1994 – Roland JV-1080: aka Super JV-1080, a 64-voice synthesizer module. Used on more recordings than any other module in history[citation needed], the JV-1080 boasts a full range of acclaimed Roland sounds, as well as four expansion slots.
          1994 – Roland JV-90: 76-note expandable synthesizer.
          1994 – Roland AT-70: The first Roland’s home organ, “Music Atelier” and its little brother AT-50.
          1995 – Roland XP-50: Based on the JV-1080, it was Roland’s first music workstation that featured their MRC-Pro sequencer.
          1995 – Roland VG-8: The world’s first guitar modeling system.
          1996 – Roland VS-880: Roland’s first digital studio workstation providing recording, mixing and CD-mastering.
          1996 – Roland MC-303 Roland’s first non-keyboard drum machine, sample-based synthesizer, and sequencer combination bearing the now-generic term Groovebox. Featuring a full 8-track sequencer.
          1996 – Roland XP-80: 64-voice music workstation.
          1996 – Roland AT-90: The highest model of Roland’s home organ “Music Atelier” and smallest brother AT-30.
          1997 – Roland VK-7: Groundbreaking Hammond organ clone, which introduced the “Virtual ToneWheel” physical modeling technology.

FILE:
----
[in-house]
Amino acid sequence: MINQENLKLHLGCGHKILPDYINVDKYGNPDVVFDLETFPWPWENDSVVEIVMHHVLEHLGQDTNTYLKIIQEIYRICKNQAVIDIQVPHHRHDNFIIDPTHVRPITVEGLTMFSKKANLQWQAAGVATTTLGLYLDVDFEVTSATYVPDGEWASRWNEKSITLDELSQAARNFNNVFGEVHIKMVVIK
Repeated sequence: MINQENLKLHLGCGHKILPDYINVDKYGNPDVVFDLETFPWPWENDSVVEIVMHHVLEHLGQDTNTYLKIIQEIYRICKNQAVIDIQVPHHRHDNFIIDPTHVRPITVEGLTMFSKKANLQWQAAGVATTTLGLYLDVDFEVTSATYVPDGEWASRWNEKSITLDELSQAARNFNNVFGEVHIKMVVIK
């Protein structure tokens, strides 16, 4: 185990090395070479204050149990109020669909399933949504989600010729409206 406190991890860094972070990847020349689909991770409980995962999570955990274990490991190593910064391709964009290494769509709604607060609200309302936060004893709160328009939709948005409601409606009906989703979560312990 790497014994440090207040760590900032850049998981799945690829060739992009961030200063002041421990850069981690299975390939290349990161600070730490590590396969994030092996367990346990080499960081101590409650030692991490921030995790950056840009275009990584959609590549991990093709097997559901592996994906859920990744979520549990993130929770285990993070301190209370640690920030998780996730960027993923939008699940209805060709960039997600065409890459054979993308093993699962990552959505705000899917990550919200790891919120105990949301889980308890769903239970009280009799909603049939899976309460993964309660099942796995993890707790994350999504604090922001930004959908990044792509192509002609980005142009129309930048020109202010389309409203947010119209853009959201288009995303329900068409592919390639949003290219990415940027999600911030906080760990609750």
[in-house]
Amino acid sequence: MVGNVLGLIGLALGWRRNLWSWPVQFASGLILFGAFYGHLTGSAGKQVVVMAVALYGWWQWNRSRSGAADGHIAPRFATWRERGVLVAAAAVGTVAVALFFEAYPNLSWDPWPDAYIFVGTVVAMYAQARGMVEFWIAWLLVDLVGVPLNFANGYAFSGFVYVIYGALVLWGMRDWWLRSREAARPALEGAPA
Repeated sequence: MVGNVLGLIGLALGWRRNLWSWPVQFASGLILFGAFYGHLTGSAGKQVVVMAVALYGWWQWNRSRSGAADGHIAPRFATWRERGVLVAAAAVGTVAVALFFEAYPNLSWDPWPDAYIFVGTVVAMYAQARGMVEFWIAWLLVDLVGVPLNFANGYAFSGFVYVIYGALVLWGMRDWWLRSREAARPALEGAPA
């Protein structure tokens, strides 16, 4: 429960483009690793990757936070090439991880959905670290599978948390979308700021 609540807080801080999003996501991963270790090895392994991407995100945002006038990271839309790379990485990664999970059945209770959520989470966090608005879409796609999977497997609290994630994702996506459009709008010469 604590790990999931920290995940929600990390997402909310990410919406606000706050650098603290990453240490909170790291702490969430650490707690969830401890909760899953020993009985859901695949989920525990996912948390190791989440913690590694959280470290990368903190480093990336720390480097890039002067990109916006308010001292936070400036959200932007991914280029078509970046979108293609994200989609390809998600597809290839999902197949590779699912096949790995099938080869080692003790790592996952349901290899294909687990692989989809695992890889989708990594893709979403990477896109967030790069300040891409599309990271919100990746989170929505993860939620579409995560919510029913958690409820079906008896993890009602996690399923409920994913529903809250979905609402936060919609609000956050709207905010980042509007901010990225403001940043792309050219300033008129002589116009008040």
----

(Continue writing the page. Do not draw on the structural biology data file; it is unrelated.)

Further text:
1997 – Roland JP-8000: Roland’s first virtual analog synthesizer. It’s technology was more similar to conventional PCM synthesis, such as in a JD-800, rather than the virtual analog synths of today that digitally model the behavior of analog oscillators.
          1997 – Roland V-Drums: Digital drums incorporating silent mesh drum heads that realistically reproduce both the natural feel and sound of acoustic drums.
          1997 – Roland JV-2080: 64-voice, 3-effects-processor, 8-expansion-slot synthesizer module.
          1997 – Roland AT-80: Top-class home organ in Roland’s home organ.
          1998 – SP-808: Table-top sampler, multi-track recorder, and effects processor.
          1998 – Roland MC-505: Successor to the MC-303 with a more powerful synthesizer and sequencer.
          1998 – Roland JX-305: Similar to the MC-505, but with 61 keys.
          1999 – Roland AT-90R: Successor models. AT-60R, AT-80R, and AT-30R.
          2001 – Roland AX-7: Successor to the AX-1. A keytar noted for its aesthetics and design.
          2001 – Roland AT-90S: Successor models. AT-80S, AT-60S, AT-20S and AT-10S.
          2002 – Roland MC-909: Successor to the MC Groovebox series and also the flagship to all MC Groovebox series machines, featuring a full 16-track sequencer, SRX board upgrading, Built-in larger LCD Display Screen and built-in sampling. Supports 1 SRX Expansion card.
          2002 – Roland AT-15: Baby of the “Music Atelier” home organ product range. And AT-5.
          2003 – Roland V-Synth: 24-voice analog modeling synthesizer.